# Project Euler 32

More pandigitality. Or whatever it’s called.

39 x 186 = 7254

And that is interesting, because 39 186 7254 is pandigital. As in all the digits 1 to 9 is represented exactly once.

The task is: Find all the products, where multiplicand (39), multiplier (186) and product (7254) is 1 through 9 pandigital.

First question I need to answer is:

How many digits can there be in the multiplicand and multiplier?

If there is 1 digit in the multiplicand, there has to be 4 digits in the multiplier, and 4 in the product.

If there is only 3 in the multiplier, we would have to have 5 digits in the product, which is impossible when we multiply a 1 digit number with a 3 digit number.

And if there was 5 digits in the multiplier, we would get 5 digits in the product, bringing the total number of digits in the identity to 11.

Therefore: If there is 1 digit in the multiplicand, there has to be 4 digits in the multiplier. We will get some products with 5 digits, but we’ll filter them out.

What if there are 2 digits in the multiplicand?

Then there has to be 3 digits in the multiplier, and 4 in the the product.

If there are 2 digits in the multiplier, the highest number of digits we can get in the product, is 4. And then we would only have 8 digits in total.

If on the other hand we have 2 digits in the multiplicand, and 4 digits in the multiplier, we would get 5 digits in the product, bringing the total number of digits to 11.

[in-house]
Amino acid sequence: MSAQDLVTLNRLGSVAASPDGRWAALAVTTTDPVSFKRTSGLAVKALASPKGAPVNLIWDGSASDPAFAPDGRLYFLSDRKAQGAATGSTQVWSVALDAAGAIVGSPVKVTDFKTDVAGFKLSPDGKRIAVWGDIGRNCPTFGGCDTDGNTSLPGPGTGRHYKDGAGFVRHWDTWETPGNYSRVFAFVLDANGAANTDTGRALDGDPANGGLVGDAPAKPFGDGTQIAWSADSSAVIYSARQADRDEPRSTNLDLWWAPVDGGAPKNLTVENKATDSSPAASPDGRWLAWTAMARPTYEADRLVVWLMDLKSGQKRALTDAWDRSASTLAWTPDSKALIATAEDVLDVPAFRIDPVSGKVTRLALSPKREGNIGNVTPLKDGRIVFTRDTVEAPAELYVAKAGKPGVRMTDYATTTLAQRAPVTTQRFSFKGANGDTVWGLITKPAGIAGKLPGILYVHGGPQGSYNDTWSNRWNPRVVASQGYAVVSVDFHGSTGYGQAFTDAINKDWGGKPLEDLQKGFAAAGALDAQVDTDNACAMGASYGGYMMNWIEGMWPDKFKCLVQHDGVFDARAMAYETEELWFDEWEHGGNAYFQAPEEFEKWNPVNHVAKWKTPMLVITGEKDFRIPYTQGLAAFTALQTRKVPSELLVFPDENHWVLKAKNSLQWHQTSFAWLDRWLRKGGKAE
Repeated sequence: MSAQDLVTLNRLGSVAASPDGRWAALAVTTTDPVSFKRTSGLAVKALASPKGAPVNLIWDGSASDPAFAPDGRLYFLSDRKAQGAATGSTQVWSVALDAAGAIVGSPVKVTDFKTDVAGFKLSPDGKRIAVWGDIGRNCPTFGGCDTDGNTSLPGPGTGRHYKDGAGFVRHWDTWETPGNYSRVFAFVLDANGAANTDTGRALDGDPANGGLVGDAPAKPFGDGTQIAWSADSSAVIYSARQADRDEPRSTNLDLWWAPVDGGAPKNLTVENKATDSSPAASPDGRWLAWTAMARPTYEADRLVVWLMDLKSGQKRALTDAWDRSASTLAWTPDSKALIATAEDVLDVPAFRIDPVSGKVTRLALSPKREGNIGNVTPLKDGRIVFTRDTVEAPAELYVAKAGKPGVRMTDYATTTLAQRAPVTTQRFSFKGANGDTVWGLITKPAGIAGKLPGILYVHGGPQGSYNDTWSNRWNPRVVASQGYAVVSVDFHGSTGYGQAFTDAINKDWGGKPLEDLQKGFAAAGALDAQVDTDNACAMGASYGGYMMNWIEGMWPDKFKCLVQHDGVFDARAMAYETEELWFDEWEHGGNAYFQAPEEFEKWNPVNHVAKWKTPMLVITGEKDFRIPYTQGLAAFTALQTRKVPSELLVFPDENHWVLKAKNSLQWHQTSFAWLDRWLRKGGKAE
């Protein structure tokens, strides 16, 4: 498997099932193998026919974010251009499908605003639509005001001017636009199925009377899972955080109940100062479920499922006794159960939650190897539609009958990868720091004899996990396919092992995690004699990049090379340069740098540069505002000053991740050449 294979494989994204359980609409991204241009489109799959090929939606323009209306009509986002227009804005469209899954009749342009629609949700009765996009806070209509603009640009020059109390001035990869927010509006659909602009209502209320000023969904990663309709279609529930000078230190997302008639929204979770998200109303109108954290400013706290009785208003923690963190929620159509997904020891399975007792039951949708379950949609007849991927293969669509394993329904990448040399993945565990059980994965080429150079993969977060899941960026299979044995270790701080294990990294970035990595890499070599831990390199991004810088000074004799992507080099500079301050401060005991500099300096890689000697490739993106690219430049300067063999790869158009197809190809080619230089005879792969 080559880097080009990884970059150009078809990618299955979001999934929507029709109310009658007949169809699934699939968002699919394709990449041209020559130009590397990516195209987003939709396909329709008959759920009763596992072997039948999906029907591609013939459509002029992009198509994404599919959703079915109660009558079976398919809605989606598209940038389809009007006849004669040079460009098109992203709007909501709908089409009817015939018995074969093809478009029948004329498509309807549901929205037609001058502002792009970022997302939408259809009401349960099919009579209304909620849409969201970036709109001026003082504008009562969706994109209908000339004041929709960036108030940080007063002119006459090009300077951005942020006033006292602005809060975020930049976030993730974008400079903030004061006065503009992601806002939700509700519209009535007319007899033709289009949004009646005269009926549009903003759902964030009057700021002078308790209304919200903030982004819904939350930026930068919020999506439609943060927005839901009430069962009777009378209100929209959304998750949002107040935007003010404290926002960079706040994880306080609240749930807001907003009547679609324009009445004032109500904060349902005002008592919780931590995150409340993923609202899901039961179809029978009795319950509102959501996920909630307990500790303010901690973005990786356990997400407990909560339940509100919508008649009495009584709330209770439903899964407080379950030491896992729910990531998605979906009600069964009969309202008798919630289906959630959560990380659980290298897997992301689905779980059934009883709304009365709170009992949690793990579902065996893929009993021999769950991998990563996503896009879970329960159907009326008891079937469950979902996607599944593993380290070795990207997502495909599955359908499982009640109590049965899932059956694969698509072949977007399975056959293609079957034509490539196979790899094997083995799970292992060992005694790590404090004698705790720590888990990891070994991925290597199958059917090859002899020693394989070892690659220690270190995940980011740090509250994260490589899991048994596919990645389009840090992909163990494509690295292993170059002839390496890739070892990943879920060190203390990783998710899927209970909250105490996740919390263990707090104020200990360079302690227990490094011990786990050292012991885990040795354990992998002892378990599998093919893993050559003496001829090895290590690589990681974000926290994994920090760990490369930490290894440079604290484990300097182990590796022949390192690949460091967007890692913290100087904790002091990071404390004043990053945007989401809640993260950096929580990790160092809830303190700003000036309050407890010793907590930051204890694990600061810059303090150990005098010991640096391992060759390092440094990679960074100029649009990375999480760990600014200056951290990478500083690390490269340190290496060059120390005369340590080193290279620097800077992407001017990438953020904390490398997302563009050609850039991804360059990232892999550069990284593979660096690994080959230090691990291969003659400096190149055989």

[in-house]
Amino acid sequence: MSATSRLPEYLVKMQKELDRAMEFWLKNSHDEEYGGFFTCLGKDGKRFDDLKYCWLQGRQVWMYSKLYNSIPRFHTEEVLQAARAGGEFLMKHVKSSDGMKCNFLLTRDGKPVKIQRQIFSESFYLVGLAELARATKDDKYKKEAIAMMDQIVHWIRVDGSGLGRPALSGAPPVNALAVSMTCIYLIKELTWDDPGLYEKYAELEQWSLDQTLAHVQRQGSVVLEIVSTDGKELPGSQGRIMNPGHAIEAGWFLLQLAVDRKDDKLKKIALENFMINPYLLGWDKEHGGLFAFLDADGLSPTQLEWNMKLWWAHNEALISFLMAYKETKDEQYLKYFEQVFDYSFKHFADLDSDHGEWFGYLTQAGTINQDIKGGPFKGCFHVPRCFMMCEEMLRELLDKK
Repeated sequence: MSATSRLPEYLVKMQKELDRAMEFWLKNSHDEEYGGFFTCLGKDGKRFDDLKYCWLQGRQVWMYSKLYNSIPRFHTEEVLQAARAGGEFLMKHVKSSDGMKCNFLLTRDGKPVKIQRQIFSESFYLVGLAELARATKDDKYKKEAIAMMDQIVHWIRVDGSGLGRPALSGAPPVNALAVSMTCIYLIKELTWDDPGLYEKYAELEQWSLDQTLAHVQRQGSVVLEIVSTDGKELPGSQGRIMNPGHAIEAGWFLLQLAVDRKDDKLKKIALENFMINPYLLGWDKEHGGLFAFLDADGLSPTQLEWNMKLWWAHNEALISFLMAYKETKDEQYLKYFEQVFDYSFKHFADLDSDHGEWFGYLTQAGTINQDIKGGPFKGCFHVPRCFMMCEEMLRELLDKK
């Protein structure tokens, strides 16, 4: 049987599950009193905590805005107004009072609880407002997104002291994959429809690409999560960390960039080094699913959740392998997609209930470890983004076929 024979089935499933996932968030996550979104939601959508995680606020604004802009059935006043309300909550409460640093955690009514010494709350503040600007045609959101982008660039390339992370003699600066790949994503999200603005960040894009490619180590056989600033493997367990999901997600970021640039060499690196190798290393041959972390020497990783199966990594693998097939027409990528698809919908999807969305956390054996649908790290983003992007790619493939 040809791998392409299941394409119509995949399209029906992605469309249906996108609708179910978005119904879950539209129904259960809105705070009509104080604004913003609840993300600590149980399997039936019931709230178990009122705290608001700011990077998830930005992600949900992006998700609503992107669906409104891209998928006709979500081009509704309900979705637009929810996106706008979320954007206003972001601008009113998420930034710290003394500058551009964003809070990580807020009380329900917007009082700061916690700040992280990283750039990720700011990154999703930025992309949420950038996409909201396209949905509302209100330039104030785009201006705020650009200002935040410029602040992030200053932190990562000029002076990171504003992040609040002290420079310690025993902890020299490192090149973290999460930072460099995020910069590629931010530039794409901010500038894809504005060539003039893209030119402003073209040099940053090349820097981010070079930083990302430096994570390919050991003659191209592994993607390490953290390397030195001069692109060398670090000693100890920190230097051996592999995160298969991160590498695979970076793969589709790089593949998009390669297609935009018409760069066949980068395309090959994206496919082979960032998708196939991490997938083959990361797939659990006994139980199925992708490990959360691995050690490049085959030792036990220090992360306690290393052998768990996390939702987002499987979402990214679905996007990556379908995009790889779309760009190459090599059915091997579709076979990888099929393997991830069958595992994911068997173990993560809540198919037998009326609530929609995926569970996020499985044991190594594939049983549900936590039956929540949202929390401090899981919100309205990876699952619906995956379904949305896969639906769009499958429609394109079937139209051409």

So. There must be 1 or 2 digits in the multiplicand. And 4 or 3 digits respectively in the multiplier.

And there must never be more than 4 digits in the product.

Lets begin by making all possible combinations of multiplicands and multipliers.

```
multiplicand <- 1:9
multiplier <- 1023:9876
res1 <- expand.grid(multiplicand,multiplier)
multiplicand <- 10:98
multiplier <- 102:987
res2 <- expand.grid(multiplicand,multiplier)
testcases <- rbind(res1,res2)
```

All possibilities for 1 digit in the multiplicand, combined with all possibilities for a 4-digit multiplier.

Combined (rbind) with all possibilities for 2-digit multiplicands, and all possibilites for 3-digit multipliers.

Next I’ll need a function that returns TRUE if its input it 1 throug 9 pandigital:

```
isPan <- function(x){ (length(unique(setdiff(unlist(strsplit(x,split="")),0)))==9)&&(nchar(x)==9) }
isPan <- Vectorize(isPan)
```

I also need it to be vectorized. This is not at perfect way to do it. But I can’t figure out another way.

And now we’ll use the lovely pipes to pass all the test cases through a series of functions:

```
library(dplyr)
answer <- testcases %>%
mutate(product= Var1*Var2) %>%
filter(product <= 9999) %>%
mutate(concat = paste(Var1, Var2, product, sep="")) %>%
filter(isPan(concat)) %>%
select(product) %>%
unique() %>%
sum()
```

First I make a new column with the mutate() function, called product, that is the multiplication of Var1 and Var2 (multiplicand and multiplier respectively)

Next I filter out all the product that has more than 4 digits.

Next I make another new column, where I paste together the multiplicand, the multiplier and the product.

I filter, using my isPan() function. If the concatenation is pandigital, I keep it. Otherwise I throw the row away.

Now I only have rows where the concatenation of multiplicand, multiplier and product is pandigital.

But I’m actually only interested in the product, so I select the column “product”

Some of the products are repeated, unique takes care of that.

And then I just need to sum them.

# Lessons learned

Vectorized functions are essential for this methodology. But can be difficult to write.